BEIJING - The leaders of Japan, China and South Korea released a joint declaration Monday, a day after their summit talks, but the document did not incorporate any explicit reference to North Korea's failed missile launch, as the three countries could not agree on the issue.
The Joint Declaration on Enhancement of Trilateral Comprehensive Cooperative Partnership was initially scheduled to be released Sunday, when Prime Minister Yoshihiko Noda, Chinese Premier Wen Jiabao and South Korean President Lee Myung Bak held a summit in Beijing.
The joint declaration stipulates the terms of agreement for 50 items in five fields, such as "enhancing mutual political trust" and "strengthening economic and trade cooperation."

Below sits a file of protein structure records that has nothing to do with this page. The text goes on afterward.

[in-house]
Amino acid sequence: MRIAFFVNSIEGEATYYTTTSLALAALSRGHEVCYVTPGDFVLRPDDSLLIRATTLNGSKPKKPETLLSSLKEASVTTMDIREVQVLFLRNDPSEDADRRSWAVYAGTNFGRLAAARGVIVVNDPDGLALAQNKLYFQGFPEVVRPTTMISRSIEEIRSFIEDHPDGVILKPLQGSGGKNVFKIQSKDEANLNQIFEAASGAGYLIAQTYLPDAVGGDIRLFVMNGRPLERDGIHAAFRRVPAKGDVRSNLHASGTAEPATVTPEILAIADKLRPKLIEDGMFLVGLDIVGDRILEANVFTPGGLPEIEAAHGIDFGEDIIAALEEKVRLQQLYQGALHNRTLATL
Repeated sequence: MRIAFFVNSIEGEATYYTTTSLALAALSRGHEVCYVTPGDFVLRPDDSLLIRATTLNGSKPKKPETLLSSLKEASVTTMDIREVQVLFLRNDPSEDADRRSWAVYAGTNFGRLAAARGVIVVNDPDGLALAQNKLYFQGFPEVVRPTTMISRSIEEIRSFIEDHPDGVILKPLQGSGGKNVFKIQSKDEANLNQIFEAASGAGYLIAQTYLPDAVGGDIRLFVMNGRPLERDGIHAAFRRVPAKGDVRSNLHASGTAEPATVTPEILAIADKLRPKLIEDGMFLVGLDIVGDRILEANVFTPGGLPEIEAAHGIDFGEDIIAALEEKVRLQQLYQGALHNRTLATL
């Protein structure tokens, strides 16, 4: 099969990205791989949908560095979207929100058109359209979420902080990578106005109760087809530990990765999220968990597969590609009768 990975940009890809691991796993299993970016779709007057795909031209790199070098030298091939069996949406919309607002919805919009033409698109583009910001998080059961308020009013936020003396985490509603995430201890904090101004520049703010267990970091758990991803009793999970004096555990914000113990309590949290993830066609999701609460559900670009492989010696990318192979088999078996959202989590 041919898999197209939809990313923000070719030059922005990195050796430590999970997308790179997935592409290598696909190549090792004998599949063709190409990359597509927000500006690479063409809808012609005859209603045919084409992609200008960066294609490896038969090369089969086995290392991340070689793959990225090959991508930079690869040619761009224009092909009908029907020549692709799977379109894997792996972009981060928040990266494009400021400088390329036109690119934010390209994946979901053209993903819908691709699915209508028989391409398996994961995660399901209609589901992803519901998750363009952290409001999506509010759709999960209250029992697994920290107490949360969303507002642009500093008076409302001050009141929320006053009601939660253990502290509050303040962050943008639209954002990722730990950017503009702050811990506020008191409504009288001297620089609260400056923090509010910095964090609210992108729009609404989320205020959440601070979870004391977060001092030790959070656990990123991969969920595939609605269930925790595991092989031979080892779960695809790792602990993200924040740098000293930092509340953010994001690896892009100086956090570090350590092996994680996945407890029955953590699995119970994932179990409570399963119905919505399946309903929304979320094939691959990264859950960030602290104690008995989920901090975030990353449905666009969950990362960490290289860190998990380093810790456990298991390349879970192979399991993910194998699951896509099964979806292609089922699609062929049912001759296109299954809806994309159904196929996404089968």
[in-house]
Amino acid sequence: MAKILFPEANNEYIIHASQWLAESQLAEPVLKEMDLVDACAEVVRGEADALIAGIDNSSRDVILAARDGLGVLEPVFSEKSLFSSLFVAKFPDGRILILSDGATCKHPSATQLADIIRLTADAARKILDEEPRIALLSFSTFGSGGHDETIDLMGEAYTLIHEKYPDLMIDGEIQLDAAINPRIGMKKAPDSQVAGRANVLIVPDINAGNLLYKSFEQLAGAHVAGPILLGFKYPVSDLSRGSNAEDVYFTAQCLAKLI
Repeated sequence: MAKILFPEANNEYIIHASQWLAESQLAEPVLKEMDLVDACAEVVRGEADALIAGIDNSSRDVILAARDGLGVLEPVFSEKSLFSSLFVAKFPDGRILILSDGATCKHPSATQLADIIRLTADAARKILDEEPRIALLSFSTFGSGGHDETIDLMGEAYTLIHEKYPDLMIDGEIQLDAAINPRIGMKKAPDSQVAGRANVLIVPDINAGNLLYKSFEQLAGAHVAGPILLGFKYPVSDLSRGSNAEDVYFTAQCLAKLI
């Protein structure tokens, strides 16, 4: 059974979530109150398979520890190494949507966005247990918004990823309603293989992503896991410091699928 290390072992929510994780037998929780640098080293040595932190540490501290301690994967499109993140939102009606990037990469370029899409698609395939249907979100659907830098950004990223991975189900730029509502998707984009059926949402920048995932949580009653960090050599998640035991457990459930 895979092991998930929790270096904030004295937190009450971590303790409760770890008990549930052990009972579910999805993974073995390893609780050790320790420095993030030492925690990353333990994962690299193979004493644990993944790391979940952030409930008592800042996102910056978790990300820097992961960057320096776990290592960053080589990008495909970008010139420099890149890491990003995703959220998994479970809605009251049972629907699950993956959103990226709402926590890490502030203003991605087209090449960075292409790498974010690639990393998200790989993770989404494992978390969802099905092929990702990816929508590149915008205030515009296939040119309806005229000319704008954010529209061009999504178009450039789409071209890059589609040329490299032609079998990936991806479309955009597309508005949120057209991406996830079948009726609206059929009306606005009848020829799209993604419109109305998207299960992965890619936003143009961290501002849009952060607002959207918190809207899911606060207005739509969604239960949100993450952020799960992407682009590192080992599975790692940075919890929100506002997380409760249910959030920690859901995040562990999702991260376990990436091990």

The document expresses the three countries' commitment to "realizing a peaceful, stable and prosperous East Asia."
However, the declaration does not include a condemnation of North Korea's failed launch of a long-range ballistic missile last month, or urge the country to refrain from carrying out a new nuclear test.
The joint declaration thus indicates a lack of unity among the three leaders, although they had reportedly agreed during talks that they could not accept North Korea's provocative actions.
"The international community must unite to show North Korea its firm commitment" to preventing further provocations by the country, Noda reportedly told his Chinese and South Korean counterparts during the meeting Sunday.